Offices & Resources

Several from St. Mark's Perform for Virtual Music Festival
Several from St. Mark's Perform for Virtual Music Festival

On Saturday, July 18, the fourth annual Do Do's Garden Callender Avenue Mini Faux Folk Festival (DDGCAmFFF) was held. Over four-plus hours via Zoom, some 22 acts (28 individual artists) shared 46 songs. A number of the performers had St. Mark's connections.

Originally established in 2017 by St. Mark's staffer and alumnus Nick Noble '76 (left) and Southborough School alumna Mary Currier '76, for three summers it was a six-to-seven hour live event held on Currier's porch at Callender Avenue in Newport, Rhode Island. With COVID-19, a live festival was impossible in 2020. Thanks to St. Mark's School providing its Zoom license for the event and the guidance of St. Mark's technical facilitator Ron Boston, the fourth annual DDGCAmFFF was able to happen as a virtual event.


Among the performers was Padma Mynampaty '22 (right), a rising V Form day student from Southborough. A talented singer-songwriter, Padma shared two original songs—"Evermore" and "Currents"—singing and playing the guitar from home. Two St. Mark's faculty members— Jason Eslick (veteran English teacher) and Sarah Eslick (associate director of the School's Center for Innovation in Teaching and Learning) are also the husband-and-wife folk duo Old Horse (below left). From Cape Cod, they performed "Colorado Moon," a Jason Eslick original. Another faculty member, Chris Kent (below right), director of the St. Mark's theater program, is a fine singer-songwriter as well. Following a picnic outing with his family in Maine, he joined the Zoom festival to present two of his own songs: "Red Bird" and "I Miss the Mountains."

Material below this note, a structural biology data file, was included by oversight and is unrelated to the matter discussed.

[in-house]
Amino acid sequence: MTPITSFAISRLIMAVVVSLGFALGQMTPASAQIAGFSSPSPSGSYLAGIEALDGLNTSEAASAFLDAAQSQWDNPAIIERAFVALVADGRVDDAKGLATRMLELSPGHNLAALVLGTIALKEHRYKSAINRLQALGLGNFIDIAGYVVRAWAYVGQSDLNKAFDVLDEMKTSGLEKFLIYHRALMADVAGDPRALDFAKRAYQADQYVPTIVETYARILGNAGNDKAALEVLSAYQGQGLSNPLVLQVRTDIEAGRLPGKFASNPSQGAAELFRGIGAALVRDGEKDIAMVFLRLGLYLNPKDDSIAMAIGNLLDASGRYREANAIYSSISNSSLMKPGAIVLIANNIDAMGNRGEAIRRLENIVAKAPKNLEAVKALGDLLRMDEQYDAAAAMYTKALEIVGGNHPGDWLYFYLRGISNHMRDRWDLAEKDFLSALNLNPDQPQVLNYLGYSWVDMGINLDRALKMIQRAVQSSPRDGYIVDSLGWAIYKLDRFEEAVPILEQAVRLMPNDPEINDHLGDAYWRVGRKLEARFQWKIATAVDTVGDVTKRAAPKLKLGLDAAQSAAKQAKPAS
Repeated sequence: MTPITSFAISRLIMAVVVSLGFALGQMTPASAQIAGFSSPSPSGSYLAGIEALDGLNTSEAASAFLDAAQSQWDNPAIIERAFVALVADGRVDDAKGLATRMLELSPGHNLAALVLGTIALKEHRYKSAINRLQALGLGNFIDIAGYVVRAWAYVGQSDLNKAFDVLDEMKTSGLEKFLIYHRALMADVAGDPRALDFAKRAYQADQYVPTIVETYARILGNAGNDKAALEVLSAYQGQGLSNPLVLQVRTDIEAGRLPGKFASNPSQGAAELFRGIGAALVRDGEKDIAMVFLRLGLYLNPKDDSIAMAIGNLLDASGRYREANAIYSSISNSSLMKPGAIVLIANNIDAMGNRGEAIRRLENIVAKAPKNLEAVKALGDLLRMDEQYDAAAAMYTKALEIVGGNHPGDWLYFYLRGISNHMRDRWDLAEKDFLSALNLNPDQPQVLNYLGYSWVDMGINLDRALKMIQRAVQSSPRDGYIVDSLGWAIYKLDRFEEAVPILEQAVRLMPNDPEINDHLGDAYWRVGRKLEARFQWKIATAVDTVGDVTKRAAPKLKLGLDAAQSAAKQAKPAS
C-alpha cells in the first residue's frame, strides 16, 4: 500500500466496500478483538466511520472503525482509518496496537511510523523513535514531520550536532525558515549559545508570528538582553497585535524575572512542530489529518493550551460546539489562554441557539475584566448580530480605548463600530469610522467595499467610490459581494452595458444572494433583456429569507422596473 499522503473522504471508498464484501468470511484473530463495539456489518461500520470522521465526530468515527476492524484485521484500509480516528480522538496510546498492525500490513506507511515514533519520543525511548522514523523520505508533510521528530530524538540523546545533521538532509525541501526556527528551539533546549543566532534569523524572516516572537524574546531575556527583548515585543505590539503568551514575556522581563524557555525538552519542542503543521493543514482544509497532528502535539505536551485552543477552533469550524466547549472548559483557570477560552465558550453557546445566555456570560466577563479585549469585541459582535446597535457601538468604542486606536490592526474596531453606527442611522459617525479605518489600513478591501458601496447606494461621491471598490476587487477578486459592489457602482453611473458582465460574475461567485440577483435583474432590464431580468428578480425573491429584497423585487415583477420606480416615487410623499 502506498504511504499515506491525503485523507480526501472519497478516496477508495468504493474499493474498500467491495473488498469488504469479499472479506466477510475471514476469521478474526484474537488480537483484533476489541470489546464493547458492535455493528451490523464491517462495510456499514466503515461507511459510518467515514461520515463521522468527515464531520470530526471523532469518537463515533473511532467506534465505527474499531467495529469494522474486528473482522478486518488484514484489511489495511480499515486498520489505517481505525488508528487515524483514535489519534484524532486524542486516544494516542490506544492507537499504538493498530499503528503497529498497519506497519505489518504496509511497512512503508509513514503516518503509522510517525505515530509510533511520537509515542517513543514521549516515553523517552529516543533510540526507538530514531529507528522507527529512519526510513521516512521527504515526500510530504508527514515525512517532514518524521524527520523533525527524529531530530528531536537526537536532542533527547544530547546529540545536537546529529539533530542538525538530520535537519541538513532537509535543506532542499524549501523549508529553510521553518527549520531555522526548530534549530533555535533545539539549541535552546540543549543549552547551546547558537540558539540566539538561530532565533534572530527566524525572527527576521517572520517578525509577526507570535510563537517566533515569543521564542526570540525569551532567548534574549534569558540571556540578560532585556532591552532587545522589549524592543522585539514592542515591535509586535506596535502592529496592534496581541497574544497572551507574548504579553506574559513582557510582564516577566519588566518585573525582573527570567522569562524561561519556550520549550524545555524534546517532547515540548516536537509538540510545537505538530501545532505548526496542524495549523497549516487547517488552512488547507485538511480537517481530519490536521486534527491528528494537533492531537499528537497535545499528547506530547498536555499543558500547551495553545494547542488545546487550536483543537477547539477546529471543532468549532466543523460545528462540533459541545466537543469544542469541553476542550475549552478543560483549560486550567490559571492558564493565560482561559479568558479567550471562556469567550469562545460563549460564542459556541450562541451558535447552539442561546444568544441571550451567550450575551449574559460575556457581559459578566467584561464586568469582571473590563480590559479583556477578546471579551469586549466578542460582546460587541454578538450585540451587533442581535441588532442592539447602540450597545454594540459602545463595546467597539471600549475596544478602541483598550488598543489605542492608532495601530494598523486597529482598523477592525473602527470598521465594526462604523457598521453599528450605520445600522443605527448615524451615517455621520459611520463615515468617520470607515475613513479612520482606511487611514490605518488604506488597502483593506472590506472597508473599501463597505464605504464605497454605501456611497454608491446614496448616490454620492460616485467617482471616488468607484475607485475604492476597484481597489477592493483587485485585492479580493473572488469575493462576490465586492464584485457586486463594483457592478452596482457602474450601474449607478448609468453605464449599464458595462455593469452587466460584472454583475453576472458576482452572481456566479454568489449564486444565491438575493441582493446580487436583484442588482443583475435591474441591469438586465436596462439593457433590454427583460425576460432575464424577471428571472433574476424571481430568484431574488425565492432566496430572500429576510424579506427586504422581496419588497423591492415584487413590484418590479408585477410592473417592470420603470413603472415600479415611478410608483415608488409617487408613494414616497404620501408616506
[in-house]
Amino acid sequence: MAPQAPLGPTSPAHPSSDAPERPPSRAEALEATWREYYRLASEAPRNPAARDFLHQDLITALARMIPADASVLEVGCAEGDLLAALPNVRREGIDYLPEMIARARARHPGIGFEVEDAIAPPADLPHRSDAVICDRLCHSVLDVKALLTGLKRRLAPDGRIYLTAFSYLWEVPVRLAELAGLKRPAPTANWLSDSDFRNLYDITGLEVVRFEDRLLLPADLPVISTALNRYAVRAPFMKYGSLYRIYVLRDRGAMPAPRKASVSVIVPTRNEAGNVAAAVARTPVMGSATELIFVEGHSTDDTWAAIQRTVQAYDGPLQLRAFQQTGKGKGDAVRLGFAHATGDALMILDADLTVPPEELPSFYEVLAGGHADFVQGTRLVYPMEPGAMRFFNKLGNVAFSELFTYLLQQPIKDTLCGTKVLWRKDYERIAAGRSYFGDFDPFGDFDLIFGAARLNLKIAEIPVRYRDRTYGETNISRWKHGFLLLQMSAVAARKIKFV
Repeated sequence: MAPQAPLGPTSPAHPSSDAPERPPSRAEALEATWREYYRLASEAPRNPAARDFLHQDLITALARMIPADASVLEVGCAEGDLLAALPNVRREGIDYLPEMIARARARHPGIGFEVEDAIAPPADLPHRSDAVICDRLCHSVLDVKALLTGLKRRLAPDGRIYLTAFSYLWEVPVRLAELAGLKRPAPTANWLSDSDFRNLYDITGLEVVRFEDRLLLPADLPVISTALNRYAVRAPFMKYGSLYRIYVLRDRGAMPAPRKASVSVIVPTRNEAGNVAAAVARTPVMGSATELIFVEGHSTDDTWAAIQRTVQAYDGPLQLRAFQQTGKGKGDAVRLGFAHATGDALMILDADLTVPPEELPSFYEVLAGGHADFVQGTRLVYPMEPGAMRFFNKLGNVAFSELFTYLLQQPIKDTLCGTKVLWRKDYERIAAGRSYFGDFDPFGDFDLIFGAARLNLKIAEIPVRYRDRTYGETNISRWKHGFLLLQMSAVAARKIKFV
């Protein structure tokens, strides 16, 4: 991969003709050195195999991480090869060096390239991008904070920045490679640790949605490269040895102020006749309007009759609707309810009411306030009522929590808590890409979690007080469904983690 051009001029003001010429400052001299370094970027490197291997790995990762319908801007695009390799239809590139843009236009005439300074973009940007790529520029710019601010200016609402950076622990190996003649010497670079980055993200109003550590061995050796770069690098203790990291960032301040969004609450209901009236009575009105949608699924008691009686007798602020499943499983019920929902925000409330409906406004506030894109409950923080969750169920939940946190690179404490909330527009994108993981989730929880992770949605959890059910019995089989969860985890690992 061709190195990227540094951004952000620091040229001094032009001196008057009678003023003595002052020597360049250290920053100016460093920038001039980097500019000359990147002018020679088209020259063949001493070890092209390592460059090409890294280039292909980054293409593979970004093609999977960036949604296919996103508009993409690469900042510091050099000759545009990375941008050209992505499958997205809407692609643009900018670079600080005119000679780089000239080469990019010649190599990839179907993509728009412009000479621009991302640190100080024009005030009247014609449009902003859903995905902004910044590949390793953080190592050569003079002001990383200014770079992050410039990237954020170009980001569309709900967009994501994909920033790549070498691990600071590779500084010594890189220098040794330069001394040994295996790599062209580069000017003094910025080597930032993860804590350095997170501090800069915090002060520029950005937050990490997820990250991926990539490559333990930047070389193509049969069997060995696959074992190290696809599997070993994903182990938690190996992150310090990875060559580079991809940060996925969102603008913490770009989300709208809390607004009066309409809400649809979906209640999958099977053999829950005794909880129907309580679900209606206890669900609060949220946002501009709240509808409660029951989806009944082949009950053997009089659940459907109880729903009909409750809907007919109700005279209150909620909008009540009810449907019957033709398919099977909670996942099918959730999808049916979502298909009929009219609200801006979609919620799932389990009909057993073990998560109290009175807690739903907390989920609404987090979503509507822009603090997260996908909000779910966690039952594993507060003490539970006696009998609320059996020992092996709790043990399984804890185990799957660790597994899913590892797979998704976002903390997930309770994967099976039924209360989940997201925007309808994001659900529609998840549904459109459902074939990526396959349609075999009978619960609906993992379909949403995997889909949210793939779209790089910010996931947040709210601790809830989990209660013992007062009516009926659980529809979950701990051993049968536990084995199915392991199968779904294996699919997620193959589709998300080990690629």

Others with St. Mark's connections performing at the festival were former faculty member Chuck Greene (two original songs: the COVID-themed "TP and Holy Water" and the powerfully topical "Burn it Down") and Casey Cole, daughter of alumnus Rick Cole '74, who sang covers of songs by Katy Perry and Ben Folds, accompanying herself on the ukulele.

Mary Currier (at left), Southborough School Class of 1976, co-founder and co-host of the event, sang the traditional sea chanty "Hello, Somebody" from her Callender Avenue home in Newport, overlooking the real Do Do's Garden. Co-host and master-of-ceremonies Nick Noble, St. Mark's and Southborough School Class of 1976, performed Steve Earle's "Jerusalem" and later closed out the festival with "As I Ride By Away," a song written by John M. Kernochan, Class of 1937. Noble is also the host of the weekly FOLK REVIVAL program on WICN (Worcester Public Radio).

A handful of St. Mark's and Southborough School grads, families, and former staffers also tuned in. In addition to the performers with St. Mark's connections, 15 other acts were on the bill, representing practically every New England state and with one folk duo appearing remotely from Illinois. The festival's third co-founder and co-host, George Young, St. George's Class of 1976, captured screen shots of each performance.

During an unprecedented time of quarantine and isolation, being able to gather remotely in song is a treasured opportunity.

To check out the entire fourth annual DDGCAmFFF, including all the St. Mark's performances, click here.